Another advantage Web advertising has over TV is that consumers who watch TV or movies on the Internet do not normally have the option of skipping the commercials.

Obtaining Help

Internet advertising is clearly the future of law firm advertising. Prospective clients are increasingly using the Internet in every area of their lives. We will be happy to assist your law firm in developing a successful Internet presence. We have numerous law firm testimonials from clients who are getting impressive ROIs from their Internet investment as well as paying far less for Web conversions than TV conversions. Please contact us at (800) 872-6590 or marketing@consultwebs.com to learn more.

Dale Tincher

Dale Tincher is CEO of Consultwebs.com, Inc.  Dale lives in Raleigh, NC and is a prominent Web design and promotion specialist, endorsed Web consultant, trainer, writer, photographer and speaker. Follow Dale on Google+.

Comments Comments

LeAnna Easterday

This is such a timely article, Dale! Google just released a report entitled “The New Multi-screen World: Understanding Cross-platform Consumer Behavior” (http://services.google.com/fh/files/misc/multiscreenworld_final.pdf).

It’s packed with data, but especially pertinent are these stats:

77% of the time people watch TV, they are using another device simultaneously; 49% of the time it’s a smartphone, 34% of the time a PC.

While using multiple screens in general, 44% report they browse the Internet and 23% do searches.

They point out that “TV no longer commands our full attention”, but also how “TV is a major catalyst for search”.

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Michael Joseph

Great article Dale! As you mentioned, back in May of this year Dish Network launched their “Hopper,” a device that allows people to skip over commercials while watching tv. So now people don’t even have to fast-forward anymore, they just hit skip.

In my home, we’re locked into a contract with another cable company, so we use DVR instead. We filled it to capacity during the Olympics, over 125GB worth of HD recordings, and how many commercials do you think we watched during the Olympics? That’s right, ZERO! Who has the time anymore to watch commercials? I know I don’t.

Thanks for sharing your thoughts and insights, I look forward to reading more from you.

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Joseph Mas

Great article!
In reference to the following sentence;

“77% of the time people watch TV, they are using another device simultaneously; 49% of the time it’s a smartphone, 34% of the time a PC.”

Knowing this, we can tailor the TV commercials to get them to use the device or PC they are on to do a search for your brand if skillfully crafted.

On another note, a typical TV ad gets over a million impressions in less than 30 seconds where as a PPC campaign or website would be pressed to get this many impressions in a month.

The bottom line is that there is real value in TV but the new age interaction of the audience must be accounted for to make any TV campaign effective. To run a typical ad on TV and use the same techniques as from the 80’s and even into the 2000’s is not going to have the same results as it may have had 10 or 20 years ago.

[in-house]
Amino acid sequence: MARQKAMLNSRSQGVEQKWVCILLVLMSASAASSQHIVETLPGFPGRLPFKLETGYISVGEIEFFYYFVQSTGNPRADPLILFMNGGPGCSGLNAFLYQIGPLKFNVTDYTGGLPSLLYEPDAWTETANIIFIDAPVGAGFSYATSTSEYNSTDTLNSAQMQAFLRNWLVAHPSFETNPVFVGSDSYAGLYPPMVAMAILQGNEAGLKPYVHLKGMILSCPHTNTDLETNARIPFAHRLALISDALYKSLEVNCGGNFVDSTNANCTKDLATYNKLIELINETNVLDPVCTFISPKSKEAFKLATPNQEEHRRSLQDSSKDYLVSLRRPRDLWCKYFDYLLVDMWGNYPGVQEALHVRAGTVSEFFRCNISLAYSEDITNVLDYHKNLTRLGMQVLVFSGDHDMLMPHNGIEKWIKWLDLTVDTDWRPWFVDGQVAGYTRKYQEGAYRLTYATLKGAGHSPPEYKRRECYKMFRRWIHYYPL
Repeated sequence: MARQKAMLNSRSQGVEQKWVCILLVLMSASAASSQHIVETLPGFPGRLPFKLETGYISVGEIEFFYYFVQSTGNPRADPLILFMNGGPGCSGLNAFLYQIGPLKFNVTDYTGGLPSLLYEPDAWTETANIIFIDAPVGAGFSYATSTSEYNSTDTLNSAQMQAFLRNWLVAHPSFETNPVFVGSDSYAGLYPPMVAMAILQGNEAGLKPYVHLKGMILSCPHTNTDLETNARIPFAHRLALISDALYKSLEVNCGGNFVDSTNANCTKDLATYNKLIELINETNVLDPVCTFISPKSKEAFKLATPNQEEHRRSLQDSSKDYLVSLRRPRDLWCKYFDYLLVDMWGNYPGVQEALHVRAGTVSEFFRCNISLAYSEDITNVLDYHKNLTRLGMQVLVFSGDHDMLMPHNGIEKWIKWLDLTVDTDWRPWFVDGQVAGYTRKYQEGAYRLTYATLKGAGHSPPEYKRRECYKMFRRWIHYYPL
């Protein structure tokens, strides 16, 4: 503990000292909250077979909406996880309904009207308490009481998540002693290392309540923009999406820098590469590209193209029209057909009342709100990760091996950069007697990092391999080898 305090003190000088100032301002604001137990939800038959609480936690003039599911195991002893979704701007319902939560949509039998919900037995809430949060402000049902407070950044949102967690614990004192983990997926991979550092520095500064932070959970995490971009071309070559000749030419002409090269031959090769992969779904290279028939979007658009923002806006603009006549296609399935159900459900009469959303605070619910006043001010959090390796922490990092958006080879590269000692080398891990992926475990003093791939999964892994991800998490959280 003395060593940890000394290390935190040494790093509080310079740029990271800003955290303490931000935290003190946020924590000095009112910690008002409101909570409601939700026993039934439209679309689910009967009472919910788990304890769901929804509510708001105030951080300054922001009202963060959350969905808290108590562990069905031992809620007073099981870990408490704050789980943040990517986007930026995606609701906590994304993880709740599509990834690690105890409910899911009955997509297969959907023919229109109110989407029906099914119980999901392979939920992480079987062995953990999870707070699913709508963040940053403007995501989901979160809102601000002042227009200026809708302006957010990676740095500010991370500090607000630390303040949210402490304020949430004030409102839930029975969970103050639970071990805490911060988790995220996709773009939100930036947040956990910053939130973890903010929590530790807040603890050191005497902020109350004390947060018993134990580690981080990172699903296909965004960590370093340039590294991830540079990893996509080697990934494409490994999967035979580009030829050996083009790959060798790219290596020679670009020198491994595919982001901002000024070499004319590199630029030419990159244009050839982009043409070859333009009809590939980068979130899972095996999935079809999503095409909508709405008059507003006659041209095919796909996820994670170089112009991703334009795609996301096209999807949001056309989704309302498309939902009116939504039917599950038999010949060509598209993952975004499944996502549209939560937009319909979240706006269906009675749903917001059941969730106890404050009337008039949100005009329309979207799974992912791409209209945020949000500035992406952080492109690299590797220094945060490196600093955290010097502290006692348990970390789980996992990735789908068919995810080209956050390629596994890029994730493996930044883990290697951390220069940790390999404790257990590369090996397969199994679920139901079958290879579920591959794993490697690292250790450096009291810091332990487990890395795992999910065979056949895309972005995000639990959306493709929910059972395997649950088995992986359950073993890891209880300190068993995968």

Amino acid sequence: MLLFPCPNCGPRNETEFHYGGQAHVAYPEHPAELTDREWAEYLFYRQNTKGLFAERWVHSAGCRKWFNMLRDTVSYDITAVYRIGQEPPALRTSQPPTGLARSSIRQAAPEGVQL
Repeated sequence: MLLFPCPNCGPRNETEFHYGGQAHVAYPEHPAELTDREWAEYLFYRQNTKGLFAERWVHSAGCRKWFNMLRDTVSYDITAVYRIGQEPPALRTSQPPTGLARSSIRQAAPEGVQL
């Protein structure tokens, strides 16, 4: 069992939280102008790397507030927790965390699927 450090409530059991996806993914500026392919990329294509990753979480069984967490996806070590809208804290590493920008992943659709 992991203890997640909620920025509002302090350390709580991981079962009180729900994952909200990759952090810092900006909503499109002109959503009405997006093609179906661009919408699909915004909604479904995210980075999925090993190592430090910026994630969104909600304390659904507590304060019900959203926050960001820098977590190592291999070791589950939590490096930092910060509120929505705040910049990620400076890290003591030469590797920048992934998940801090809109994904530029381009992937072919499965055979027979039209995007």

Times have changed and the way we connect with people on a business level must flex to meet the needs of the current generation or we will get left behind.

Joe Mas

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Kevin Smith

When you advertise on TV you are casting out a net to tons of mostly irrelevant users hoping to catch a few. The money it costs to create a commercial and the fees to run it in relevant markets are expensive. What you get is a short term lift in calls to your firm. The ad life can also run out rather quickly leaving you with an continued investment if you get addicted to that quick lift in contacts from TV. With more and more people using new technology to skip ads all together, your audience is shrinking, yet the cost is staying consistent.

The web has become a long term investment that can reach out to more relevant users. Although the average attention span of a web user is shorter, they are searching for the content that is being served which makes it more relevant for the individual.

Personally I have basically traded television for web based content. TV and web are merging. If you are not on the web, you are behind.

Great article Dale!

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    Joseph Mas

    Agreed Kevin. Online niche targeting and targeted social media campaigns provide a much better ROI for marketing (and is simpler to track results). I am not advocating or dissing TV advertising, but if you use that channel of marketing, you have to do it correctly.

    Joe

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      Dale Tincher

      That makes sense, Joe. Regardless of whether the Web, TV or any other medium is used (or a combination), the campaign(s) must be planned, targeted, implemented and tracked properly. We see numerous Web marketing campaigns that simply waste the law firm’s money. The campaigns are poorly planned and implemented and the law firms are too busy to track the results and their ROI.

      Reply

Dale Tincher

Another reason TV advertising is in danger is the continued availability of technology. TIVO’s new $130 TIVO Stream allows users to stream pre-recorded programs to several devices, e.g., iPod Touch, IPad, etc. – http://goo.gl/94bIU. TIVO viewers can, as mentioned previously,fast forwarded through the commercials.

Targeting, then providing relevant, useful information and allowing those consumers to interact, will significantly increase the ROI. We often create topical (targeted) social media pages (http://www.consultwebs.com/social-media/) for our clients on e.g., distracted driving, toning shoes injuries, mesothelioma, etc., to find the applicable communities and allow them to obtain information and interact. The topical, targeted social media pages provide a much better ROI than general social media pages.